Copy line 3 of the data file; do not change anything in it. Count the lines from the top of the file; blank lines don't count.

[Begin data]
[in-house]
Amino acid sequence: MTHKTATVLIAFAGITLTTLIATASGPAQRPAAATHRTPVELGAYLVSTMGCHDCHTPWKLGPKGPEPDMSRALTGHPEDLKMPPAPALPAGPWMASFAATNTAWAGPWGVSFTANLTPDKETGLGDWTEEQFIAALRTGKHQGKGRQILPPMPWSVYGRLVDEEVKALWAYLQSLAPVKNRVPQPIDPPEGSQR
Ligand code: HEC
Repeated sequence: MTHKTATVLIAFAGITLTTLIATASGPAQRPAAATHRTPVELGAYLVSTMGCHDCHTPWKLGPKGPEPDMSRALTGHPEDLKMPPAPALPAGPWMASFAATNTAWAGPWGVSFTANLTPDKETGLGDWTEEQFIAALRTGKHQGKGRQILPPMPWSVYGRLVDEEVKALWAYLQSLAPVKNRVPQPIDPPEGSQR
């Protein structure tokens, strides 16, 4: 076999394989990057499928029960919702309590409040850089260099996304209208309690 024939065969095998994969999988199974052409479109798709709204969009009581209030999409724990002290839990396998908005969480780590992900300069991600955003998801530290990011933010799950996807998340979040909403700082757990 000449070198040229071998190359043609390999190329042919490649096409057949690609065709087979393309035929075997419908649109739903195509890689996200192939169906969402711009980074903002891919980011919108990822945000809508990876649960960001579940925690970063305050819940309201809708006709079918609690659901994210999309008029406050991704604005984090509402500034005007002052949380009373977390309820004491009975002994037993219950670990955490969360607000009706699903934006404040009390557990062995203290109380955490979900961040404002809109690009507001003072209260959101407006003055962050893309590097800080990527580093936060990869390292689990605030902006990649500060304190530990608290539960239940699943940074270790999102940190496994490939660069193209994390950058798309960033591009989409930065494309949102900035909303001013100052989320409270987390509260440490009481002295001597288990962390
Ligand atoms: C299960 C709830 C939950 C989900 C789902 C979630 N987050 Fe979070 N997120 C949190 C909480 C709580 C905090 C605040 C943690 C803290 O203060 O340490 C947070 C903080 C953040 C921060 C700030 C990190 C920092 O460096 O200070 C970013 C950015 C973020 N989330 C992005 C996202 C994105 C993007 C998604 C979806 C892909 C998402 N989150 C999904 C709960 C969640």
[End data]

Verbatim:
Ligand code: HEC